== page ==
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Willis N. Hackney Library

FYS 102: Bulldog Skills Online Workshop: APA-Style Citations, 7th Edition

In-Text Citations

As we have already seen in Step 2, in-text citations appear in the body of your paper where necessary in the narrative, and they act as an abbreviation or shorthand to refer your reader to the more complete Reference citations at the end of your paper. 

Tip:  It's easier to build your References page citation first, then you can more easily create the in-text (parenthetical) citations within your paper. 

Before we begin using our full Reference page examples to build in-text citations, we need to talk about two different kinds of in-text citations necessary in APA style, and the ways to format each:

  1. An in-text citation for work that you paraphrase (or put in your own words) the ideas, thoughts, philosophies, etc.,  of your source; and 
  2. An in-text citation for instances when you are quoting word-for-word from the author's original (using the same words, punctuation, spelling, etc., of the original source).  These direct quotations would either be enclosed in quote marks if short (under 40 words), or set off in a block quote, if long (40 or more words).  [We will not address block quotes in this workshop.] 

Now scroll down to the next section, to see two examples of how to create an in-text citation for a paraphrase.

Building an In-Text Citation for a Paraphrase (Putting the Author's Ideas Into Your Own Words)

We will use an example Reference citation for a book with one author to create our in-text citation for a paraphrase (putting an author's material into our own words).  Note that the basic elements required for an in-text citation for a paraphrase are the author(s) name(s), and the year of publication (no page numbers are required in APA style for paraphrases).  The author's name and year of publication are enclosed in parentheses ( ):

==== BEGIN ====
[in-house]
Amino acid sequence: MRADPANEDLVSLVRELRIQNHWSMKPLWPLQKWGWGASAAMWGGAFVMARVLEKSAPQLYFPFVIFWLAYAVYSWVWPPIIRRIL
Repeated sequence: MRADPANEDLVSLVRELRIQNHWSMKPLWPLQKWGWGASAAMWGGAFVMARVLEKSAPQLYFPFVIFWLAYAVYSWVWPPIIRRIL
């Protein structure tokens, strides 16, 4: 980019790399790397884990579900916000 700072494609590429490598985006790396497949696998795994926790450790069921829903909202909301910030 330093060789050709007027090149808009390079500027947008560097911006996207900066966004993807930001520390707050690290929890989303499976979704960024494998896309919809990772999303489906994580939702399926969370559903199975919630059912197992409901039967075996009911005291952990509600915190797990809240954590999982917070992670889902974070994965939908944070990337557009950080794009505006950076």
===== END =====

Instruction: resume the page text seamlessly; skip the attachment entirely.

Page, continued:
EXAMPLE:

  • Reference citation for the book:  
    • Zakaria, F. (2008). The post-American world. New York: W. W. Norton. 
  • Corresponding In-Text citation for a paraphrase:
    • (Zakaria, 2008)

This in-text citation (highlighted in yellow below) goes immediately after the text in your paper where you are using information from this source, and before the period ending your sentence.  See the following example:

The author identifies three major power shifts that have taken place over the last five hundred years, ushering in new eras of power.   The first he identifies as the rise of the Western world;  the second as the increasing prominence of the United States; and the third as the rise of other nations and entities (Zakaria, 2008).

Now that you know how to cite a paraphrase in an in-text citation, let's scroll down to the next section to find out how to cite direct quotes (using the author's actual words).

Building an In-Text Citation for a Direct Quote (Using the Author's Words Exactly)

In APA Style, direct quotations (where you use the author's exact words, phrasing, punctuation, etc.), require one more element than paraphrases--the page number(s) from which the material is taken--in addition to the author and date.  They also require that the author's words be enclosed in double quotes (" "), or if longer than 40 words, be offset in a block quotation (we will focus on the shorter quotations here):

EXAMPLE USING A DIRECT QUOTATION (fewer than 40 words):

How will these major power shifts affect the current dominant position of the United States in terms of economy, business, culture, and more?  In other words, asks the author, "what will it mean to live in a post-American world?" (Zakaria, 2008, p. 5).

  • Notice that the direct quote from the author is enclosed in double quote marks (" "), and the in-text citation (highlighted in yellow here) follows the closing quote mark and is enclosed in parentheses, followed by a period.
  • The quote comes from page 5 of the book, so the page number is included following the abbreviation for page, "p."  (Note that while you don't include "p." in the Reference citation, you do include it in an in-text citation for a direct quote.) 

​Now you are ready to put your new knowledge about Reference and In-Text Citations into practice.  Move on to Step 8 (below right or in the left sidebar), where you will do an APA Assessment, using the skills you've learned and putting them into practice.  Directions will be given about the assessment in Step 8: APA Assessment.

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